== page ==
The Atlanta Braves recently forced out General Manager John Coppolella after he allegedly broke MLB rules regarding international signees. One of Coppolella’s assistants was also fired and several scouts and others in the organization are under scrutiny. Major League Baseball is investigating the violations, which are reported to be “unprecedented in scope.”
There’s more of this to watch, however, at least based on this story from Bill Shanks in the Macon Telegraph from over the weekend. It seems that, despite Copolella being forced out in infamy, the Braves offered him a severance package recently and Coppolella is considering a lawsuit:
Word is that Coppolella was offered a financial buyout of severance from the Braves and turned it down this past week and that he has hired an attorney with lawsuits possibly coming. I asked several scouts if they had ever heard of a fired executive being offered a severance, especially after being let go for these type allegations. All were amazed that Coppolella would be offered a financial package after being forced to resign.
Why on Earth would you offer a severance package to a guy who, according to the story currently being told, grossly violated the rules? A guy who, it is not unreasonable to assume, may have cost the Braves draft picks or already-signed prospects, depending on how MLB wants to handle it? More significantly: what possible legal action might Copolella have against the Braves if, as reported, he went rogue and ignored all manner of scouting and signing rules? Generally getting fired for cause disqualifies you from pulling the cord on whatever golden parachutes you were promised.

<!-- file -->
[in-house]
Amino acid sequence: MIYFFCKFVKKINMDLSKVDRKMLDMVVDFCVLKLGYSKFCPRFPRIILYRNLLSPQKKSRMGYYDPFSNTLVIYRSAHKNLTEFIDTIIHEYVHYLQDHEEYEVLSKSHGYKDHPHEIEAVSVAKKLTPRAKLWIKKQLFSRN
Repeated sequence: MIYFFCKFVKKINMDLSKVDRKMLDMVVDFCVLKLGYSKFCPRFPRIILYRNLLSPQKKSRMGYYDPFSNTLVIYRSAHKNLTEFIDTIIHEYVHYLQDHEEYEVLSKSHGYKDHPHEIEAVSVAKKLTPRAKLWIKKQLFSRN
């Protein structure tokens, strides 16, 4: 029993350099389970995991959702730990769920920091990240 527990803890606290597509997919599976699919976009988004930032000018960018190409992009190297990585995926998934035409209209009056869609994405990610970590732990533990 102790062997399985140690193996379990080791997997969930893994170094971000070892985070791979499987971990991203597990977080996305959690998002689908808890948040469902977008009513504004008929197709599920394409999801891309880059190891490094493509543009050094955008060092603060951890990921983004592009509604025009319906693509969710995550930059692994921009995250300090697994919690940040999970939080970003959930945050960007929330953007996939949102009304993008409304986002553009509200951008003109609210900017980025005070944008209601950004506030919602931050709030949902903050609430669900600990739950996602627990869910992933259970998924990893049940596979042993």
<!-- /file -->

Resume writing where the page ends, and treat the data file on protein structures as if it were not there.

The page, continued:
Without knowing any of the specifics of what happened with the Braves, it’s worth noting that this is not the first scandal involving international scouting practices in baseball. It is also worth noting that, when Coppolella stepped down, many folks on social media joked and speculated that, like NCAA violations and other institutional sports scandals, Coppolella wasn’t the first person to do the things he is accused of doing, just an unfortunate person who was caught doing them. There has always been an element of rule bending, rule breaking and an overall wild west thing about sports recruiting of any kind.
Maybe the report on the severance is wrong. Maybe Coppolella’s potential causes of action are just based on technical and benign employment contract matters. But against the backdrop of sports scandals as we’ve come to know them, part of me wonders if Copolella sees himself as a fall guy here, singled out for behavior that was either actively or tacitly validated by higher ups. Higher ups who, in the past, have been reported to have veto power on big decisions limiting Coppolella in ways that other general managers aren’t always limited. Higher ups who based on this report anyway, took the unusual step of offering a severance package to their disgraced executive. Not saying he’d be right to think that way — we have no idea what, say, John Hart or John Schuerholz knew about Coppolella’s activities — but people involved in scandal often point to the people above them on the org chart when the crap hits the fan.
Things that make you go hmmm. Things that make me want to continue watching this story very closely.
(h/t to Shaun from Atlanta Baseball Talk)